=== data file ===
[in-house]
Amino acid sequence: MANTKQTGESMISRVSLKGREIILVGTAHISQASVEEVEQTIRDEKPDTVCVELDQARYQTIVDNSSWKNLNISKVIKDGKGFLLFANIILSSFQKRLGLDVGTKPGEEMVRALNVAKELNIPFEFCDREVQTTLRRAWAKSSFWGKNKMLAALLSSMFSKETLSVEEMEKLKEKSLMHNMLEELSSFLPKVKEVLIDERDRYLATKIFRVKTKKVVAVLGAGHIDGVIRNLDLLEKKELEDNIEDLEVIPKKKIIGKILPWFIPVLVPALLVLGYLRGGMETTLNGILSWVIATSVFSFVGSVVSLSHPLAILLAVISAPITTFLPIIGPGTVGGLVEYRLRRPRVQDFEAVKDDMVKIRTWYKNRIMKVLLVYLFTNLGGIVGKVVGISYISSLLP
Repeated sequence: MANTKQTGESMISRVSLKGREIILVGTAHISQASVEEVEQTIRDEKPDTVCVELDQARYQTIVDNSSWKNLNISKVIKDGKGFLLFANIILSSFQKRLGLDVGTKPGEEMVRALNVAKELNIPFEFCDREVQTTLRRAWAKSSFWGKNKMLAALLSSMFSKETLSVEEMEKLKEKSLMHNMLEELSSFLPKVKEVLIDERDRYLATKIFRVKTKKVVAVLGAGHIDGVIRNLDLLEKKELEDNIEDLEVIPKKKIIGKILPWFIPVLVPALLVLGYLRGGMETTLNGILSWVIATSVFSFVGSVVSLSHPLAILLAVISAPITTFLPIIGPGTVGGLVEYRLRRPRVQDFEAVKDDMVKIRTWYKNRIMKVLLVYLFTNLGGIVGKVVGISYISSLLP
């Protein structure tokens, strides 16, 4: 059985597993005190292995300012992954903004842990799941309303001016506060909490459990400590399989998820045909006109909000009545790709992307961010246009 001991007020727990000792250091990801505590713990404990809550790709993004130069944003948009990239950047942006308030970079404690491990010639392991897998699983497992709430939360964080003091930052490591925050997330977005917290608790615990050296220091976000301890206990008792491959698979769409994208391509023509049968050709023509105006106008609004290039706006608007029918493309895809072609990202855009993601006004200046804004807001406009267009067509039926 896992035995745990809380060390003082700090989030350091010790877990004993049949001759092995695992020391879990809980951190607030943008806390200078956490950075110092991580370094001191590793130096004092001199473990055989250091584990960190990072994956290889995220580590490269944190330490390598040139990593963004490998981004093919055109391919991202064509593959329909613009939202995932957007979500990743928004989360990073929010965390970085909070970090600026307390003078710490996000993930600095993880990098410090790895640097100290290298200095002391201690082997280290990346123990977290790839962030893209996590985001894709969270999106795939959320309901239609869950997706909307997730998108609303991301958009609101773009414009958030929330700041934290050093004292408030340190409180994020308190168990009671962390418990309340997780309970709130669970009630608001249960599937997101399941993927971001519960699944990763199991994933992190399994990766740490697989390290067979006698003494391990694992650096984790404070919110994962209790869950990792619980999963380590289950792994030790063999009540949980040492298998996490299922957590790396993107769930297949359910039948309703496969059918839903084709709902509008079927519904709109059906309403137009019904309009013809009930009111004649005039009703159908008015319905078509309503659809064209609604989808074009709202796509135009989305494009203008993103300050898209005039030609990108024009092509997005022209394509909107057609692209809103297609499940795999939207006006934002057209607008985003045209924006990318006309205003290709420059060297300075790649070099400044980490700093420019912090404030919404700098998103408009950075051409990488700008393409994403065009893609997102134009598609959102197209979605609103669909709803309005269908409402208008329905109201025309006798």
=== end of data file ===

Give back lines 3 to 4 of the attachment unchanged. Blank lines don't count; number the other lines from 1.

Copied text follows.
Repeated sequence: MANTKQTGESMISRVSLKGREIILVGTAHISQASVEEVEQTIRDEKPDTVCVELDQARYQTIVDNSSWKNLNISKVIKDGKGFLLFANIILSSFQKRLGLDVGTKPGEEMVRALNVAKELNIPFEFCDREVQTTLRRAWAKSSFWGKNKMLAALLSSMFSKETLSVEEMEKLKEKSLMHNMLEELSSFLPKVKEVLIDERDRYLATKIFRVKTKKVVAVLGAGHIDGVIRNLDLLEKKELEDNIEDLEVIPKKKIIGKILPWFIPVLVPALLVLGYLRGGMETTLNGILSWVIATSVFSFVGSVVSLSHPLAILLAVISAPITTFLPIIGPGTVGGLVEYRLRRPRVQDFEAVKDDMVKIRTWYKNRIMKVLLVYLFTNLGGIVGKVVGISYISSLLP
């Protein structure tokens, strides 16, 4: 059985597993005190292995300012992954903004842990799941309303001016506060909490459990400590399989998820045909006109909000009545790709992307961010246009 001991007020727990000792250091990801505590713990404990809550790709993004130069944003948009990239950047942006308030970079404690491990010639392991897998699983497992709430939360964080003091930052490591925050997330977005917290608790615990050296220091976000301890206990008792491959698979769409994208391509023509049968050709023509105006106008609004290039706006608007029918493309895809072609990202855009993601006004200046804004807001406009267009067509039926 896992035995745990809380060390003082700090989030350091010790877990004993049949001759092995695992020391879990809980951190607030943008806390200078956490950075110092991580370094001191590793130096004092001199473990055989250091584990960190990072994956290889995220580590490269944190330490390598040139990593963004490998981004093919055109391919991202064509593959329909613009939202995932957007979500990743928004989360990073929010965390970085909070970090600026307390003078710490996000993930600095993880990098410090790895640097100290290298200095002391201690082997280290990346123990977290790839962030893209996590985001894709969270999106795939959320309901239609869950997706909307997730998108609303991301958009609101773009414009958030929330700041934290050093004292408030340190409180994020308190168990009671962390418990309340997780309970709130669970009630608001249960599937997101399941993927971001519960699944990763199991994933992190399994990766740490697989390290067979006698003494391990694992650096984790404070919110994962209790869950990792619980999963380590289950792994030790063999009540949980040492298998996490299922957590790396993107769930297949359910039948309703496969059918839903084709709902509008079927519904709109059906309403137009019904309009013809009930009111004649005039009703159908008015319905078509309503659809064209609604989808074009709202796509135009989305494009203008993103300050898209005039030609990108024009092509997005022209394509909107057609692209809103297609499940795999939207006006934002057209607008985003045209924006990318006309205003290709420059060297300075790649070099400044980490700093420019912090404030919404700098998103408009950075051409990488700008393409994403065009893609997102134009598609959102197209979605609103669909709803309005269908409402208008329905109201025309006798």